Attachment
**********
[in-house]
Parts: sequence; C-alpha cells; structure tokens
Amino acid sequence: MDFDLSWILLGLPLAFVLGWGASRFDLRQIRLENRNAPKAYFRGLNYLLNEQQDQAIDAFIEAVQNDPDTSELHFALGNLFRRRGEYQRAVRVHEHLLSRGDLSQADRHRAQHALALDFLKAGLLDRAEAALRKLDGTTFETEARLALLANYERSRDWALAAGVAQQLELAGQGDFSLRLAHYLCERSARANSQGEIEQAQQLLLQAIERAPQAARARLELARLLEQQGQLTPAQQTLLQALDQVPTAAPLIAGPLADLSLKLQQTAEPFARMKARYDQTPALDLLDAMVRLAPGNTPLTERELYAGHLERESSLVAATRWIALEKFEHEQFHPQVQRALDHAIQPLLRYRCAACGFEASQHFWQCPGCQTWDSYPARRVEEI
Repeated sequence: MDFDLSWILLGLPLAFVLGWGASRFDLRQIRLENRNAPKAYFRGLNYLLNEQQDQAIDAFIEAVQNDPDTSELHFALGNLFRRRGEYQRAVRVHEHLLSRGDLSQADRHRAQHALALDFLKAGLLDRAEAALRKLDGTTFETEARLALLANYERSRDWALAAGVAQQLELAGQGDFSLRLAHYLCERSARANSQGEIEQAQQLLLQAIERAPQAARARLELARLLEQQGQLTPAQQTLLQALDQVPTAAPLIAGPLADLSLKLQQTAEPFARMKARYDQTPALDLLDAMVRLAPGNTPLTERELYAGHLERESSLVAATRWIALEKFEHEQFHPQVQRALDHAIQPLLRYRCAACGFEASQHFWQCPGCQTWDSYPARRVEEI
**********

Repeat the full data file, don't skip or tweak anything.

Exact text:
[in-house]
Parts: sequence; C-alpha cells; structure tokens
Amino acid sequence: MDFDLSWILLGLPLAFVLGWGASRFDLRQIRLENRNAPKAYFRGLNYLLNEQQDQAIDAFIEAVQNDPDTSELHFALGNLFRRRGEYQRAVRVHEHLLSRGDLSQADRHRAQHALALDFLKAGLLDRAEAALRKLDGTTFETEARLALLANYERSRDWALAAGVAQQLELAGQGDFSLRLAHYLCERSARANSQGEIEQAQQLLLQAIERAPQAARARLELARLLEQQGQLTPAQQTLLQALDQVPTAAPLIAGPLADLSLKLQQTAEPFARMKARYDQTPALDLLDAMVRLAPGNTPLTERELYAGHLERESSLVAATRWIALEKFEHEQFHPQVQRALDHAIQPLLRYRCAACGFEASQHFWQCPGCQTWDSYPARRVEEI
Repeated sequence: MDFDLSWILLGLPLAFVLGWGASRFDLRQIRLENRNAPKAYFRGLNYLLNEQQDQAIDAFIEAVQNDPDTSELHFALGNLFRRRGEYQRAVRVHEHLLSRGDLSQADRHRAQHALALDFLKAGLLDRAEAALRKLDGTTFETEARLALLANYERSRDWALAAGVAQQLELAGQGDFSLRLAHYLCERSARANSQGEIEQAQQLLLQAIERAPQAARARLELARLLEQQGQLTPAQQTLLQALDQVPTAAPLIAGPLADLSLKLQQTAEPFARMKARYDQTPALDLLDAMVRLAPGNTPLTERELYAGHLERESSLVAATRWIALEKFEHEQFHPQVQRALDHAIQPLLRYRCAACGFEASQHFWQCPGCQTWDSYPARRVEEI